Some materials restricted for privacy.
Topic:
Indians of North America -- Dwellings  Search this
Citation:
Identification of specific item; Date (if known); Lovelock Nevada Indian Community Housing and Relief Aid documentation, Box and Item Number; National Museum of the American Indian Archive Center, Smithsonian Institution.
Identifier:
NMAI.AC.079
See more items in:
Lovelock Nevada Indian Community Housing and Relief Aid documentation
Archival Repository:
National Museum of the American Indian
GUID:
https://n2t.net/ark:/65665/sv4a2fa9304-e6d3-4263-b316-a39668688767
EDAN-URL:
ead_collection:sova-nmai-ac-079
Online Media:

Report and correspondence

Collection Creator:
United States. Bureau of Indian Affairs  Search this
Hamner, Lucile  Search this
Container:
Photo-folder 1
Type:
Archival materials
Date:
1935
Scope and Contents:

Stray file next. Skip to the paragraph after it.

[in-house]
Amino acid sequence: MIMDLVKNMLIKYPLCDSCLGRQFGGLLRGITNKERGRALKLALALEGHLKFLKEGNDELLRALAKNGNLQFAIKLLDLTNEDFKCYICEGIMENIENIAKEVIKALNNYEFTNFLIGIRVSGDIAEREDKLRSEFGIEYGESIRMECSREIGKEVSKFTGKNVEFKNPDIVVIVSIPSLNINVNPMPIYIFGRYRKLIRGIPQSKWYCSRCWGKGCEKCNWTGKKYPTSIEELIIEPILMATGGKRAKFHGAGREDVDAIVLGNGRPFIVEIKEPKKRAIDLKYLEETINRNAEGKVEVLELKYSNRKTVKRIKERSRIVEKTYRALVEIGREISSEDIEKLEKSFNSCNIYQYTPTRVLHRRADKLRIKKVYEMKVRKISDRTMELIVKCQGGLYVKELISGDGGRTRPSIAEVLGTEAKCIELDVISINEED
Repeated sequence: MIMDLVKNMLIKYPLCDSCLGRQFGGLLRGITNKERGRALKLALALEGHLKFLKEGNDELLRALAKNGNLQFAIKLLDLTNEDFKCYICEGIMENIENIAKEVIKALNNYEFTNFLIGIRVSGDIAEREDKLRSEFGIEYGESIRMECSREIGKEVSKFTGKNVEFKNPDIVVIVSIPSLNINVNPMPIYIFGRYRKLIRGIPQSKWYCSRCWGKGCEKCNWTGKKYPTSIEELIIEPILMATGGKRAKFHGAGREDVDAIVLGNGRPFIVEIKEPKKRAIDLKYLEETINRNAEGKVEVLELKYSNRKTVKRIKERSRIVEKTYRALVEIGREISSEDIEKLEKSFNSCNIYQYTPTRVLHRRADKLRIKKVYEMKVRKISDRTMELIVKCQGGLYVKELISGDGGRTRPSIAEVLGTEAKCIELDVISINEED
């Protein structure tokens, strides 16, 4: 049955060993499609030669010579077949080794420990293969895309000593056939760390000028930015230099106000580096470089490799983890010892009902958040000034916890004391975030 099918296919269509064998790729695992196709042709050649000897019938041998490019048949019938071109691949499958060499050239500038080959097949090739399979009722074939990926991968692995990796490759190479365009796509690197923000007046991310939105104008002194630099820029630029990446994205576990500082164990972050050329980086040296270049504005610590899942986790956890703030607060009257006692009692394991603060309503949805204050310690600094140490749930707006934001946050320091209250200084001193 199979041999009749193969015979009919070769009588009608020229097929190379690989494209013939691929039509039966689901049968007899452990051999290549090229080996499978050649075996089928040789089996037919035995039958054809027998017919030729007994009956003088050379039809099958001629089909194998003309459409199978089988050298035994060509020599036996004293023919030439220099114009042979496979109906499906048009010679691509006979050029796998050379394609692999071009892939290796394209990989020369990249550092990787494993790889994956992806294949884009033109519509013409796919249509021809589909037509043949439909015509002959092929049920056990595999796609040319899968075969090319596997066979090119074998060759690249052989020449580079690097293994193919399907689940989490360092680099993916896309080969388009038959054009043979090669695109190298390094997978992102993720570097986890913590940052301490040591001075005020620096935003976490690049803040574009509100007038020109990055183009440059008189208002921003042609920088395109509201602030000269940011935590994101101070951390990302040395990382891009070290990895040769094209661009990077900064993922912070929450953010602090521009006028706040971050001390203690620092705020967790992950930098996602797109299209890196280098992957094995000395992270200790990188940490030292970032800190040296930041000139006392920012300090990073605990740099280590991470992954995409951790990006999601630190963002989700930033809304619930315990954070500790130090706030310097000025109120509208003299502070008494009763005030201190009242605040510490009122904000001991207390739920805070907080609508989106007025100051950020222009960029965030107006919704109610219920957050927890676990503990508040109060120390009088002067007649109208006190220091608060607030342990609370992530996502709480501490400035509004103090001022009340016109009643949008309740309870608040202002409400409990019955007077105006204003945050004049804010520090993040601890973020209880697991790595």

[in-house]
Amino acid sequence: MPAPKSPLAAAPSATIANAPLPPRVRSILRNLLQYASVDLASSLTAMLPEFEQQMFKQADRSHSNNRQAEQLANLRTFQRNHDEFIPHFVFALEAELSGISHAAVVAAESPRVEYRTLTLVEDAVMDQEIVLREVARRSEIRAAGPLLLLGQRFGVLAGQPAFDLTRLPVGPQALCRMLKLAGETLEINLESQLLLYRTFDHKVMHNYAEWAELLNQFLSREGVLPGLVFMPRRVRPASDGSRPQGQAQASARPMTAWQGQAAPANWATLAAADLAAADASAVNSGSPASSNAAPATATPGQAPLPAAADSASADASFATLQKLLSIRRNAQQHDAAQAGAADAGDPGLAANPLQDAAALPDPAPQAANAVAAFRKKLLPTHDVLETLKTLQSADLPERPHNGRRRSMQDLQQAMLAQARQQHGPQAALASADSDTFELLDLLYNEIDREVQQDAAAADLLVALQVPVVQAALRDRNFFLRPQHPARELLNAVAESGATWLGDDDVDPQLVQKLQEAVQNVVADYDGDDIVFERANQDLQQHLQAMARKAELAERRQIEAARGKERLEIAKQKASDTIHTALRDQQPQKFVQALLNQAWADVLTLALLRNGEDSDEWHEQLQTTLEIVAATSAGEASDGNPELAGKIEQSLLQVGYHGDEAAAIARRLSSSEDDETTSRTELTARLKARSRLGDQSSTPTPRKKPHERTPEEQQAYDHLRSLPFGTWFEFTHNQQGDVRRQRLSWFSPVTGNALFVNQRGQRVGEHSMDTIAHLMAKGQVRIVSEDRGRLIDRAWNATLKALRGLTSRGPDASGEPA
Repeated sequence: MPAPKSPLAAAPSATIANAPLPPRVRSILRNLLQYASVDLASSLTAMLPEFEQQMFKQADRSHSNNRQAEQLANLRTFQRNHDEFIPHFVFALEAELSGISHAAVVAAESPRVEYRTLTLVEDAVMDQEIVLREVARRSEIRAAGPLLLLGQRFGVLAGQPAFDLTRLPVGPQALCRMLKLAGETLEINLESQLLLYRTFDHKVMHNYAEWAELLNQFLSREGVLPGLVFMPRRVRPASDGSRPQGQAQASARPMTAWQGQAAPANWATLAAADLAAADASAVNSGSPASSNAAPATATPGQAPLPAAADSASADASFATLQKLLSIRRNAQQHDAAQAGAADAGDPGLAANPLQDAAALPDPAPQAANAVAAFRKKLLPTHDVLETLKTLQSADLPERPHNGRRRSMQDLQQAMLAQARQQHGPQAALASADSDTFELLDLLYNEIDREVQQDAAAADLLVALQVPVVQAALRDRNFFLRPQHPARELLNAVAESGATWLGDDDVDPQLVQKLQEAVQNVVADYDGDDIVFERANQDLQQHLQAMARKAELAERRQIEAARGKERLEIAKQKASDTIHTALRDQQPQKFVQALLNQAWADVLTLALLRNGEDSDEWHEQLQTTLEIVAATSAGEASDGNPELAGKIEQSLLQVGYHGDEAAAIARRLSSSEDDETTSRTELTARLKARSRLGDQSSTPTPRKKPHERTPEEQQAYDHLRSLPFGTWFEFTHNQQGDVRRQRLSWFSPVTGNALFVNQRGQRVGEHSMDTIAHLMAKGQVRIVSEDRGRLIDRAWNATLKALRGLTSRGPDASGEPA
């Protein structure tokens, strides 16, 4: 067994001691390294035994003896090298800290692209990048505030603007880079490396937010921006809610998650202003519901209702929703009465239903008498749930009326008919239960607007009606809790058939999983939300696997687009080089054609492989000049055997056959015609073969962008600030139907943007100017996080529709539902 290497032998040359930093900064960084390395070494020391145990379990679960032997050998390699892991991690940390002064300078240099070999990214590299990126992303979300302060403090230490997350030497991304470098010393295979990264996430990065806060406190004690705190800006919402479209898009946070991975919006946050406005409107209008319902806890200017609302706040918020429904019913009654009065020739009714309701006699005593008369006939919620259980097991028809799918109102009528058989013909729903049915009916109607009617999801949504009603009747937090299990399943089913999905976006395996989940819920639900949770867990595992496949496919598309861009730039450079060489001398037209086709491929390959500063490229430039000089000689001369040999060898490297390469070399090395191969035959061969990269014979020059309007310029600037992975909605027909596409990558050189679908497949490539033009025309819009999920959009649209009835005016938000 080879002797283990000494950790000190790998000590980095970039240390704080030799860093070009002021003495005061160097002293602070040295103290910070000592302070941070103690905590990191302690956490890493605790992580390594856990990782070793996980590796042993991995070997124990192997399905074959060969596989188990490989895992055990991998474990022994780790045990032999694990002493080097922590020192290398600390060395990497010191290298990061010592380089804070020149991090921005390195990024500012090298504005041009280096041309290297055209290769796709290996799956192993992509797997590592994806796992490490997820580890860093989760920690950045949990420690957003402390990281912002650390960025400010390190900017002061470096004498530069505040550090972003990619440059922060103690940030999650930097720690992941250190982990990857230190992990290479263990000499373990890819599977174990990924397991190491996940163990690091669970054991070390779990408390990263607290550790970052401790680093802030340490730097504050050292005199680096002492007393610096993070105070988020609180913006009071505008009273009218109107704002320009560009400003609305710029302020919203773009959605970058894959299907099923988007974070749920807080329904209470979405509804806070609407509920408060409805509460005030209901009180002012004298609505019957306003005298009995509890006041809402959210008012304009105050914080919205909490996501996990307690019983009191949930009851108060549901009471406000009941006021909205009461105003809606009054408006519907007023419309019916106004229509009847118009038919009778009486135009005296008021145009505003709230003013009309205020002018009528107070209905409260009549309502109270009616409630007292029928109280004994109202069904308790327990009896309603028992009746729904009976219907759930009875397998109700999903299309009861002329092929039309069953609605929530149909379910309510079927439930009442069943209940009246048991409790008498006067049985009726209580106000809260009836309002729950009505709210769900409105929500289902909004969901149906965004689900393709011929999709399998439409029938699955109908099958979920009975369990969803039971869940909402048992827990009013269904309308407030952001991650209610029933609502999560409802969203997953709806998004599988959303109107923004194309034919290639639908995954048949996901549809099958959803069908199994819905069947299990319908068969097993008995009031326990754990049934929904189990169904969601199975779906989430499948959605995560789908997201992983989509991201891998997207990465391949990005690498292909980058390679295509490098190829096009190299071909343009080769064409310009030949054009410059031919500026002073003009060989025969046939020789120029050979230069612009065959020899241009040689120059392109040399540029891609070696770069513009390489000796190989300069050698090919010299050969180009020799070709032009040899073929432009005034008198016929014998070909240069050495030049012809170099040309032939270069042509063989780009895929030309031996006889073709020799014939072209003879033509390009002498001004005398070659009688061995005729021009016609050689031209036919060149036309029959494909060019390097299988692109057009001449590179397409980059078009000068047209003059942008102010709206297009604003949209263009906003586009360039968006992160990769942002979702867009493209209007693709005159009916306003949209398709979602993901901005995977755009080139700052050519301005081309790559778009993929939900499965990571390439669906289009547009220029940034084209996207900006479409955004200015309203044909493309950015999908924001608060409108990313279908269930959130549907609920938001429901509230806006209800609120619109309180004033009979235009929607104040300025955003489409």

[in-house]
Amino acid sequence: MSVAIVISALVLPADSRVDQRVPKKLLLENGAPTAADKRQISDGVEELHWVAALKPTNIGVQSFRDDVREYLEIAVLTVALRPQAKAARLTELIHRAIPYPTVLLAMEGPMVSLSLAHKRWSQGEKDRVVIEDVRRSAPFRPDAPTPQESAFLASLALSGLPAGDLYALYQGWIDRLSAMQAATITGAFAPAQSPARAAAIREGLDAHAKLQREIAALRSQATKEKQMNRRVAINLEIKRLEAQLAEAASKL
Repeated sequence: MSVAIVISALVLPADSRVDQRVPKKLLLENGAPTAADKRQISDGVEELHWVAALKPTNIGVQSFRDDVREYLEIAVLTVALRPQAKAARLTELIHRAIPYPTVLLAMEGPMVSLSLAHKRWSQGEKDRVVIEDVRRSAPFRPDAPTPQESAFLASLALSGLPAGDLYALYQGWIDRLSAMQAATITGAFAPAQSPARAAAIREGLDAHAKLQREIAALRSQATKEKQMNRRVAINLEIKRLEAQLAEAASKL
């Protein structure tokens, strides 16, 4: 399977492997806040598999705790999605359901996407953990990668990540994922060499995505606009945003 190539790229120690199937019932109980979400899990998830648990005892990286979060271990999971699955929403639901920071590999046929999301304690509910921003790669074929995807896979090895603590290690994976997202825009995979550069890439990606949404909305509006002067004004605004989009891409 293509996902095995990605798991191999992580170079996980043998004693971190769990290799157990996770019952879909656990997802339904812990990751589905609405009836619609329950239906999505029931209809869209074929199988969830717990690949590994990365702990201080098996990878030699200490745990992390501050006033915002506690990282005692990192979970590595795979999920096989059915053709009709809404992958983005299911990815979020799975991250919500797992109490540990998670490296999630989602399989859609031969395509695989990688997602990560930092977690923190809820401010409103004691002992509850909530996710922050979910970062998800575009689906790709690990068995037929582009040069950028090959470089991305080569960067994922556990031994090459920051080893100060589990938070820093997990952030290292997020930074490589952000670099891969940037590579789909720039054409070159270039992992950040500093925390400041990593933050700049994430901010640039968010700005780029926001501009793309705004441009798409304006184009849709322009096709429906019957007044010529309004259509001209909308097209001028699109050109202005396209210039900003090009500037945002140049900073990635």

This series contains a, "Brief Report on Housing and Relief Problems in Indian Families at Lovelock, Nevada," written in 1935 by Lucile Hamner for the U.S. Department of the Interior's Bureau of Indian Affairs. The families documented in this report were from the Paiute, Shoshone, and Te-Moak Tribe of Western Shoshone communities. Families in the report include Tom and Sadie Austin; Charlie and Annie Bill; Laura Bliss; Maggie Bridges; Dennis Dave; Mary Dave; Mike and Nellie Donnelly; Willie and Jessie Evans; Freedom and Sadie George; Aleck and Daisy Jack; Johnnie and Rosie Lee; Joe and Leazon Louis; Harry and Lottie Oppenheim; Annie Pascal; Bill Penegese; Auburn and Rose Rhodes; Willie and Lena Rooks; Topay Sam; Dick and Annie Sampson; Dave Skinney; Lame George Tom; Nordy and Hazel Wadsworth; and Harold and Eva Wasson.